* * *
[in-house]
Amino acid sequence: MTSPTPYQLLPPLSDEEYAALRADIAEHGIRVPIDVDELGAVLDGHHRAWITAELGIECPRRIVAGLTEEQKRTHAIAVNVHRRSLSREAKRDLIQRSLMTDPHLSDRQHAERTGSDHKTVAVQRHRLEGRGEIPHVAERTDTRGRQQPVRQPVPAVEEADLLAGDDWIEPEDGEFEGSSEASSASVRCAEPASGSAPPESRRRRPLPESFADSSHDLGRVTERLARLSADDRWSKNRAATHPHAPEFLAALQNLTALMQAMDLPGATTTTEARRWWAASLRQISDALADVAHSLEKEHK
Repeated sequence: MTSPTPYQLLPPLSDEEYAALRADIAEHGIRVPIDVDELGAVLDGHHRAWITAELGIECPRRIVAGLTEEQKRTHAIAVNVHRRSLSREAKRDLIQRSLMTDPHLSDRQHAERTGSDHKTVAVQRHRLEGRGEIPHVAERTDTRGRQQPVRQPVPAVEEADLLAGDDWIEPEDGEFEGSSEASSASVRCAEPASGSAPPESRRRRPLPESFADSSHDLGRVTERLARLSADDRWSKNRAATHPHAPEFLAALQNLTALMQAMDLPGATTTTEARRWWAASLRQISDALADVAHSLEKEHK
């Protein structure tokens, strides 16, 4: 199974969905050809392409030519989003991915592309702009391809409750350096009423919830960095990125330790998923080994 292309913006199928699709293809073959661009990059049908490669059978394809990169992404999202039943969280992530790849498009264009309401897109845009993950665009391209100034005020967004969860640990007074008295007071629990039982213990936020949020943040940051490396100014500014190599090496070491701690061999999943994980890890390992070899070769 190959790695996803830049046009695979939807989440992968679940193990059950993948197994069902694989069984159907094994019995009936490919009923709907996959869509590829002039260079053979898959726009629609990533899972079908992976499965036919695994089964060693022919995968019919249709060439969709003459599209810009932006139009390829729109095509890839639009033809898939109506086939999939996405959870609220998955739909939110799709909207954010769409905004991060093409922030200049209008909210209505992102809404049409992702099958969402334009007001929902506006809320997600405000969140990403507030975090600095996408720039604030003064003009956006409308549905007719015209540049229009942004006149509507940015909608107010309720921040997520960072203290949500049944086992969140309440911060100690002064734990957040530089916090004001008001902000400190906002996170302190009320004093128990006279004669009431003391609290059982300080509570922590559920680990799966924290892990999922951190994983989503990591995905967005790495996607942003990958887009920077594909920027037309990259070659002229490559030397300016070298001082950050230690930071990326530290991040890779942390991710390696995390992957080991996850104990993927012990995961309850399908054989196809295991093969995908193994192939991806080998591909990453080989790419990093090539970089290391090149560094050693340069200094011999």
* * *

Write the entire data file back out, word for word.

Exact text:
[in-house]
Amino acid sequence: MTSPTPYQLLPPLSDEEYAALRADIAEHGIRVPIDVDELGAVLDGHHRAWITAELGIECPRRIVAGLTEEQKRTHAIAVNVHRRSLSREAKRDLIQRSLMTDPHLSDRQHAERTGSDHKTVAVQRHRLEGRGEIPHVAERTDTRGRQQPVRQPVPAVEEADLLAGDDWIEPEDGEFEGSSEASSASVRCAEPASGSAPPESRRRRPLPESFADSSHDLGRVTERLARLSADDRWSKNRAATHPHAPEFLAALQNLTALMQAMDLPGATTTTEARRWWAASLRQISDALADVAHSLEKEHK
Repeated sequence: MTSPTPYQLLPPLSDEEYAALRADIAEHGIRVPIDVDELGAVLDGHHRAWITAELGIECPRRIVAGLTEEQKRTHAIAVNVHRRSLSREAKRDLIQRSLMTDPHLSDRQHAERTGSDHKTVAVQRHRLEGRGEIPHVAERTDTRGRQQPVRQPVPAVEEADLLAGDDWIEPEDGEFEGSSEASSASVRCAEPASGSAPPESRRRRPLPESFADSSHDLGRVTERLARLSADDRWSKNRAATHPHAPEFLAALQNLTALMQAMDLPGATTTTEARRWWAASLRQISDALADVAHSLEKEHK
């Protein structure tokens, strides 16, 4: 199974969905050809392409030519989003991915592309702009391809409750350096009423919830960095990125330790998923080994 292309913006199928699709293809073959661009990059049908490669059978394809990169992404999202039943969280992530790849498009264009309401897109845009993950665009391209100034005020967004969860640990007074008295007071629990039982213990936020949020943040940051490396100014500014190599090496070491701690061999999943994980890890390992070899070769 190959790695996803830049046009695979939807989440992968679940193990059950993948197994069902694989069984159907094994019995009936490919009923709907996959869509590829002039260079053979898959726009629609990533899972079908992976499965036919695994089964060693022919995968019919249709060439969709003459599209810009932006139009390829729109095509890839639009033809898939109506086939999939996405959870609220998955739909939110799709909207954010769409905004991060093409922030200049209008909210209505992102809404049409992702099958969402334009007001929902506006809320997600405000969140990403507030975090600095996408720039604030003064003009956006409308549905007719015209540049229009942004006149509507940015909608107010309720921040997520960072203290949500049944086992969140309440911060100690002064734990957040530089916090004001008001902000400190906002996170302190009320004093128990006279004669009431003391609290059982300080509570922590559920680990799966924290892990999922951190994983989503990591995905967005790495996607942003990958887009920077594909920027037309990259070659002229490559030397300016070298001082950050230690930071990326530290991040890779942390991710390696995390992957080991996850104990993927012990995961309850399908054989196809295991093969995908193994192939991806080998591909990453080989790419990093090539970089290391090149560094050693340069200094011999």